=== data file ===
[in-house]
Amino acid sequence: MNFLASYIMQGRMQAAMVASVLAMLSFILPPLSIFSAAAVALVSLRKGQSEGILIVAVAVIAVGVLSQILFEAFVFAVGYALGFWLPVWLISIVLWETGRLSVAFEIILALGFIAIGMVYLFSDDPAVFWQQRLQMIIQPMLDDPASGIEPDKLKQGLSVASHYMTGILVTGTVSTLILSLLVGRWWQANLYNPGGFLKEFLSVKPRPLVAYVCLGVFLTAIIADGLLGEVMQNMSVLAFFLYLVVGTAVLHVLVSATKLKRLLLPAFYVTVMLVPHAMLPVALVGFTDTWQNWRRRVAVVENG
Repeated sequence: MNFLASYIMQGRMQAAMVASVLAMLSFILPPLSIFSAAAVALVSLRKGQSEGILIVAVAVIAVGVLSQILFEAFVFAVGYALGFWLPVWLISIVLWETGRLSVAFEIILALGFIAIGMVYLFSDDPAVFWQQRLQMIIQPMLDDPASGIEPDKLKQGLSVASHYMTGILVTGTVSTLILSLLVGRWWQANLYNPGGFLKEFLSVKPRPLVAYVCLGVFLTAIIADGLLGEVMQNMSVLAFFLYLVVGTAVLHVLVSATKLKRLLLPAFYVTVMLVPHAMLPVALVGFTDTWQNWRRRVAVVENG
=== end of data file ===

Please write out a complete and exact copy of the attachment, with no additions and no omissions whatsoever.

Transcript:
[in-house]
Amino acid sequence: MNFLASYIMQGRMQAAMVASVLAMLSFILPPLSIFSAAAVALVSLRKGQSEGILIVAVAVIAVGVLSQILFEAFVFAVGYALGFWLPVWLISIVLWETGRLSVAFEIILALGFIAIGMVYLFSDDPAVFWQQRLQMIIQPMLDDPASGIEPDKLKQGLSVASHYMTGILVTGTVSTLILSLLVGRWWQANLYNPGGFLKEFLSVKPRPLVAYVCLGVFLTAIIADGLLGEVMQNMSVLAFFLYLVVGTAVLHVLVSATKLKRLLLPAFYVTVMLVPHAMLPVALVGFTDTWQNWRRRVAVVENG
Repeated sequence: MNFLASYIMQGRMQAAMVASVLAMLSFILPPLSIFSAAAVALVSLRKGQSEGILIVAVAVIAVGVLSQILFEAFVFAVGYALGFWLPVWLISIVLWETGRLSVAFEIILALGFIAIGMVYLFSDDPAVFWQQRLQMIIQPMLDDPASGIEPDKLKQGLSVASHYMTGILVTGTVSTLILSLLVGRWWQANLYNPGGFLKEFLSVKPRPLVAYVCLGVFLTAIIADGLLGEVMQNMSVLAFFLYLVVGTAVLHVLVSATKLKRLLLPAFYVTVMLVPHAMLPVALVGFTDTWQNWRRRVAVVENG